So what was I thinking, posting about bombs on Valentine’s Day? Regular readers know my fascination with holidays. Valentine’s Day is another one of those that simply gets plowed under by the sharp shares of capitalism. We work on Valentine’s Day, of course, after waking to news of yet another multiple shooting at a university. Is it any wonder that we think about bombs on Valentine’s Day? As Tina asks, what’s love got to do with it? In 2016 we were taught that the politics of hate is how elections are won. Surveys consistently show Americans favor stricter gun laws but congressmen love money more. Maybe love does have something to do with it after all, Ms. Turner.
Love, it seems to me, was the best thing Christianity had going for it. While the Gospels aren’t entirely consistent on this point, the figure we call John (not the Baptist) focuses on it. Jesus spoke of, indeed, insisted on love. “God is love” some radical went so far as to write. But love gets in the way of selfish agendas. We can wave Bibles around, and hold them up for photo ops, but they do no good that way. Besides, love might, in some instances lead to sex. And we know that Augustine won that argument centuries ago. We don’t have a widely recognized holiday celebrating that dour saint, however. Perhaps we should take a cue from the fact that nobody knows which Valentine yesterday really commemorates. Isn’t love best when it can even be anonymous?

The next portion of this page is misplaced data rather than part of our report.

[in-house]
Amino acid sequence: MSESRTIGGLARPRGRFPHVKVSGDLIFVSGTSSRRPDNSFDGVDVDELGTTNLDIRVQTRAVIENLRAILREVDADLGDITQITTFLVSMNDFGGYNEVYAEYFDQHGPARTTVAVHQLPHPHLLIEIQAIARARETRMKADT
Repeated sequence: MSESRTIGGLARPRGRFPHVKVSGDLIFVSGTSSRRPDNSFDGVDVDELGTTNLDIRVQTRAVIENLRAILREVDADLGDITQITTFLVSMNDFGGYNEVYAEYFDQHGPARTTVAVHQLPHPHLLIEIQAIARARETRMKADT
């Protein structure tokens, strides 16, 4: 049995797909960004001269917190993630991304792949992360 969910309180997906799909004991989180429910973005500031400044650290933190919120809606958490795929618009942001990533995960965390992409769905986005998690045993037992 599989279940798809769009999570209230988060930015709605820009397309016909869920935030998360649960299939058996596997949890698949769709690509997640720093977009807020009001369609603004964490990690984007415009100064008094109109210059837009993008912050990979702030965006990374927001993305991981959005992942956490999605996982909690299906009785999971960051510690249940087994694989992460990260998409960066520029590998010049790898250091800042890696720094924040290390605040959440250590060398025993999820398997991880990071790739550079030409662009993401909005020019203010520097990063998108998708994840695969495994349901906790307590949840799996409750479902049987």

I often ponder why it seems so difficult for people to love universally. Yes, we do annoy each other. Yes, we have conflicting agendas. If, however, we pause for a moment and consider we’ll see that other people have feelings just like us. They too want to be loved and appreciated, and held by those closest to them. This is not a bad thing. What’s so wrong with love, after all? We pour money into the military industrial complex and try to regulate who can love whom. And we say we’re living the religion touted by the New Testament. I always try to keep Valentine’s Day special. It can be tricky on a Tuesday when work will bear its inevitable load of problems to solve. Still, if we all paused when we faced a people-related frustration on Valentine’s Day, and said to ourselves (saying it aloud would only cause problems) “I love you” to the person causing our frustration, I wouldn’t have been thinking of bombs on Valentine’s Day.